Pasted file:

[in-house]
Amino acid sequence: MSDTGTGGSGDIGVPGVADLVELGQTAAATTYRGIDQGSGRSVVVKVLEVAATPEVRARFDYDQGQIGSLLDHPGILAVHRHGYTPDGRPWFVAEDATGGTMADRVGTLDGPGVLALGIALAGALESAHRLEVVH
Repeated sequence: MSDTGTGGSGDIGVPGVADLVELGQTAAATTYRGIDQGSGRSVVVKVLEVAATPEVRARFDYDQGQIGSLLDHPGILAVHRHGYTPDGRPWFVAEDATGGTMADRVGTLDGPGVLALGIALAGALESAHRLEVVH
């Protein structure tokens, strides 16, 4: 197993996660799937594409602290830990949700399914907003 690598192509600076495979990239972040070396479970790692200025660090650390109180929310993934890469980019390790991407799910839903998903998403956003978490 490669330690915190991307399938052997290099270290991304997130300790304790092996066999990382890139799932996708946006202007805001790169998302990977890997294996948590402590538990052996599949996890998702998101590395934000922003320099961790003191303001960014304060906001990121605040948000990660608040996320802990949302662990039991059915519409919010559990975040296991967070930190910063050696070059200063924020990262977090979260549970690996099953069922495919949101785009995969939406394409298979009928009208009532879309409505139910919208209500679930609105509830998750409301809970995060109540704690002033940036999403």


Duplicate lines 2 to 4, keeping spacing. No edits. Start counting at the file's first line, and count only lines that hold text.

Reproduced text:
Amino acid sequence: MSDTGTGGSGDIGVPGVADLVELGQTAAATTYRGIDQGSGRSVVVKVLEVAATPEVRARFDYDQGQIGSLLDHPGILAVHRHGYTPDGRPWFVAEDATGGTMADRVGTLDGPGVLALGIALAGALESAHRLEVVH
Repeated sequence: MSDTGTGGSGDIGVPGVADLVELGQTAAATTYRGIDQGSGRSVVVKVLEVAATPEVRARFDYDQGQIGSLLDHPGILAVHRHGYTPDGRPWFVAEDATGGTMADRVGTLDGPGVLALGIALAGALESAHRLEVVH
């Protein structure tokens, strides 16, 4: 197993996660799937594409602290830990949700399914907003 690598192509600076495979990239972040070396479970790692200025660090650390109180929310993934890469980019390790991407799910839903998903998403956003978490 490669330690915190991307399938052997290099270290991304997130300790304790092996066999990382890139799932996708946006202007805001790169998302990977890997294996948590402590538990052996599949996890998702998101590395934000922003320099961790003191303001960014304060906001990121605040948000990660608040996320802990949302662990039991059915519409919010559990975040296991967070930190910063050696070059200063924020990262977090979260549970690996099953069922495919949101785009995969939406394409298979009928009208009532879309409505139910919208209500679930609105509830998750409301809970995060109540704690002033940036999403």